This assigned rating [of good] differs from the technical team's rating based on the limited information provided regarding program and process control measures and/or plans as well as the level to which TPL demonstrated that they were capable of effective, efficient program management. For example, TPL provided a notional Integrated Master Schedule (IMS) as part of their supplemental proposal, but did not go into detail as to its constituency, standards to which it will be developed and updated, and how it will be used as a program management tool. Furthermore, there were several discrepancies in both demil task durations and start/finish times noted between the IMS and the individual family schedules provided by TPL's subcontractors. In addition, TPL scheduled –PMRs— on the IMS, but did not indicate if these were indeed Program Management Reviews, nor did they indicate if there would be participation by the Government, nor did they provide any other detail as to what constituted the PMR and how it would be used as a program management tool. TPL made mention of a Demil data management program, however they did not go into detail as to what its capabilities are and how it will be used as a program management tool. Further, in their supplemental proposal, TPL documented that they do not yet have the program in place. TPL also indicated that they will use Microsoft Project as a scheduling tool, but did not demonstrate that they, or their subcontractors, are currently capable of using it. . . . Further, while TPL addresses continual improvement, they indicated that they do not yet have Six Sigma Process Improvement plan in place. . . . In accordance with the solicitation criteria for a rating of Good, the solicitation requirements have been addressed, but not thoroughly addressed, the risks are low, any weaknesses are manageable without Government oversight, and there are no deficiencies.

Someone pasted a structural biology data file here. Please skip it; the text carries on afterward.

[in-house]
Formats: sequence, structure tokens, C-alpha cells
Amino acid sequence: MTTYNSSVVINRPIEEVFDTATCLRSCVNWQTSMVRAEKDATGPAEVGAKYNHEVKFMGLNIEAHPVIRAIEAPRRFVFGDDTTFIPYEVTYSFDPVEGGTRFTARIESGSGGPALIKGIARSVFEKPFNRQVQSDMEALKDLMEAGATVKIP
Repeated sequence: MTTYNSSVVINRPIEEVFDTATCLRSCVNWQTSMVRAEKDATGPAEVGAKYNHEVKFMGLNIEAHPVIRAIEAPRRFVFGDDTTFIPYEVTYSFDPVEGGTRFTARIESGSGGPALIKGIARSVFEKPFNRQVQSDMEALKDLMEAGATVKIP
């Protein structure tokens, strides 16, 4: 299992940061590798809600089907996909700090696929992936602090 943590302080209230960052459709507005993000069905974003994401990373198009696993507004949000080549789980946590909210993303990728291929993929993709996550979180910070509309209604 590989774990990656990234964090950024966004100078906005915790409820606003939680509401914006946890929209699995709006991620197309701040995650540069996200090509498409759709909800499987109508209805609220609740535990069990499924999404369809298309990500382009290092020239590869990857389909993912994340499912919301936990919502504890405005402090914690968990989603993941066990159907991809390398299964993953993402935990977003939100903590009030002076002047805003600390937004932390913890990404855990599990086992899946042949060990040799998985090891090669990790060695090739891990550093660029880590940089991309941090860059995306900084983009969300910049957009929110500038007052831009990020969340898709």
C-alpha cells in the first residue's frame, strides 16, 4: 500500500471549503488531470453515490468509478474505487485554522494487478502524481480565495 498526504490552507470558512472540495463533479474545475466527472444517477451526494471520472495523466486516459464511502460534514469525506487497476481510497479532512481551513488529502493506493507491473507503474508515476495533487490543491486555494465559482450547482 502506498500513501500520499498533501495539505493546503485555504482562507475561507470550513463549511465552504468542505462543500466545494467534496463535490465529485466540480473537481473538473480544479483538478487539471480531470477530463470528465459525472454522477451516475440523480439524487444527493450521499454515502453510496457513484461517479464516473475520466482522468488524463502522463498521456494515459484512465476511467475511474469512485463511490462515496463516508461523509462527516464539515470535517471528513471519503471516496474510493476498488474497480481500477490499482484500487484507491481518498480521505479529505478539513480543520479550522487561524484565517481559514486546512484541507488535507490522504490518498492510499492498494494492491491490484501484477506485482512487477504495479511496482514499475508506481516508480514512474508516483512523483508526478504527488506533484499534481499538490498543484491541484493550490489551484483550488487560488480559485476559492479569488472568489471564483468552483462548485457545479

Id. at 5.

In its protest TPL argues that the SSA improperly disregarded the TET's evaluation of its technical proposal and unreasonably lowered its rating under the program management subfactor. The protester contends that its numerous slides provided a detailed discussion of program and process control measures. TPL argues that the SSA's unilateral reduction of its rating here, which differed from the careful review of proposals performed by the TET, lacks a valid rationale.[14]